I’ve worn a lot of hats in the New York City education scene. As a parent, I felt the highs and lows of finding a public school for my child. As a teacher, I did my best to reach each student even with class sizes approaching three dozen. As an official in the city’s education department, I learned that the responsibility of caring for 1.1 million students came with recurrent bureaucratic obstacles. As a professor, I listened to new teachers extol the power of teaching as well as their frustration when lesson plans didn’t go the way they hoped. And as a school-based coach, I witnessed firsthand the challenges facing students, parents, teachers, and school leaders in some of the city’s most underserved communities—and also their limitless potential.
Earlier this month, I put on a new hat: Editor in Chief of InsideSchools. After over fifteen years in city education, I know that real change is not only possible, but often closer than we think.
Enough about me for the moment. Let’s talk about you.
The InsideSchools team and I are drafting a 1,000 day plan for improving our services to New Yorkers, one that builds upon the success of our school reviews, which millions of readers turn to each year. Between now and Friday, we invite your ideas: How can InsideSchools better serve your needs: as an individual, a family, a community? What kinds of content and services would you like to see? For example, what do you find most useful about our school reviews? Would a free online course that explains school admissions be helpful? Would you welcome more resources (i.e. videos, podcasts, infographics) to support your child’s learning or to better understand education policy?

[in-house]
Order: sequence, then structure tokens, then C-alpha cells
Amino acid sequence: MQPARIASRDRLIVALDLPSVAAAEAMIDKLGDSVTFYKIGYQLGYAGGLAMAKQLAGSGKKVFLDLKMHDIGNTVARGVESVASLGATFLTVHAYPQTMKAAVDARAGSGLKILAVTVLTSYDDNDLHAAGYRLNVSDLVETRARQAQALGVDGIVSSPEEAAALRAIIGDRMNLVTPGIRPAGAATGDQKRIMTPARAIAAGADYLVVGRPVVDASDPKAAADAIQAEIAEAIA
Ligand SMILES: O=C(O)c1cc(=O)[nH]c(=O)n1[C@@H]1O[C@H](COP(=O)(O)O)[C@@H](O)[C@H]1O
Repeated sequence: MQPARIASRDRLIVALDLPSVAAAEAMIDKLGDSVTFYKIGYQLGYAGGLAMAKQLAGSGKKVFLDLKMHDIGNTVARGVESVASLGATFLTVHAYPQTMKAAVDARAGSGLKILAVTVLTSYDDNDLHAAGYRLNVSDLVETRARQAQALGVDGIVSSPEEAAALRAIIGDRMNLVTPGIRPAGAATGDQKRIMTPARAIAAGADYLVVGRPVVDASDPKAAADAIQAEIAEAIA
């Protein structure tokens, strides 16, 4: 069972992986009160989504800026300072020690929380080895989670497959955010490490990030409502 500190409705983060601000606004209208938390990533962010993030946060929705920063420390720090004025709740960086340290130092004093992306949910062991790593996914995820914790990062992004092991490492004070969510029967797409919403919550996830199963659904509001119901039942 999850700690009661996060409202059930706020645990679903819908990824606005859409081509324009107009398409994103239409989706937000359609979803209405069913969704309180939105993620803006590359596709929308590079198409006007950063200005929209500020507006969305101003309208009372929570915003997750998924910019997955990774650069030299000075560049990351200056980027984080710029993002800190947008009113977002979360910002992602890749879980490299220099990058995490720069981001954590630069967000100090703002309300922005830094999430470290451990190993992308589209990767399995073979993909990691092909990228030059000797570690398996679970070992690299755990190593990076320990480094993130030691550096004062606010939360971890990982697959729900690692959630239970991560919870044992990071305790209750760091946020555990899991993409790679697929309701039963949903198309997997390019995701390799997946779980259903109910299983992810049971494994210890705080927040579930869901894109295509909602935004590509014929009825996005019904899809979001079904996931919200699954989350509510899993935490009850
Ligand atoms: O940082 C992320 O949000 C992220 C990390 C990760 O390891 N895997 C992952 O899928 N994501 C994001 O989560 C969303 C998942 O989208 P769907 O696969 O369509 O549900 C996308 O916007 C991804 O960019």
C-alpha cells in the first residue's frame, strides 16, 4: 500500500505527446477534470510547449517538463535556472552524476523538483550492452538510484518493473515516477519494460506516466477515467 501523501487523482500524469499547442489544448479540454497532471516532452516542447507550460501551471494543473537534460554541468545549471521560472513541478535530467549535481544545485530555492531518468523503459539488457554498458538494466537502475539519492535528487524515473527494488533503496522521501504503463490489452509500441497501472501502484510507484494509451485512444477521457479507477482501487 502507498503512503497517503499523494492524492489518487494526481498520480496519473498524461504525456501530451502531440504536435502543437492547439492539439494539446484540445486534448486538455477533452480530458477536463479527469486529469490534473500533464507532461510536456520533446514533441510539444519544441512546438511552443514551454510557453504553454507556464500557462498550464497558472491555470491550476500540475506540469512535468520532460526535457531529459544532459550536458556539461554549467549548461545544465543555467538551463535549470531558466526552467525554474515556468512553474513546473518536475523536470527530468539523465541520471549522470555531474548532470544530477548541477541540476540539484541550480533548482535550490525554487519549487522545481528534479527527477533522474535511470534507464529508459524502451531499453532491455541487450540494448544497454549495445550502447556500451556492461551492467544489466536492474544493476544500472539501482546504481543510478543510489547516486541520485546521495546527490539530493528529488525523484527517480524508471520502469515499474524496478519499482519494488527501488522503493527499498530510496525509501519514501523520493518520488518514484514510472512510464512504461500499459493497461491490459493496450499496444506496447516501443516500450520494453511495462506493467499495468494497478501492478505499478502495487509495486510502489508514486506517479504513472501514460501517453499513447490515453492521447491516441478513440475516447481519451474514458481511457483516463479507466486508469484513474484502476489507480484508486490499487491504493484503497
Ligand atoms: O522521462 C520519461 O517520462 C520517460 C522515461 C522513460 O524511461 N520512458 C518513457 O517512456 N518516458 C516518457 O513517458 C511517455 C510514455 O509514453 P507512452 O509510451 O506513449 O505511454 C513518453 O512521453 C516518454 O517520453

InsideSchools is committed to refining the ways we support families navigating the public school system. We can do more to inform parents and the public about the nature of learning, teaching, and schooling. We can create new ways to advocate for children’s needs that are rooted in research, driven by dialogue, and guided by empathy for others whose daily lives look quite different from our own.
But we cannot do it alone. We need your input.
Please share your thoughts with us in the comments section below or on our Facebook Page (don’t forget to “like” it if you haven’t already), where we will be eagerly following along and engaging. Then, in the coming weeks, the team and I will share back with you a plan for where InsideSchools is going next.
Yours in learning,
Tom Liam Lynch, Ed.D.
Editor in Chief, InsideSchools
PS: Have insights that you’d prefer not to share on social media? No problem. Feel free to email me directly at firstname.lastname@example.org.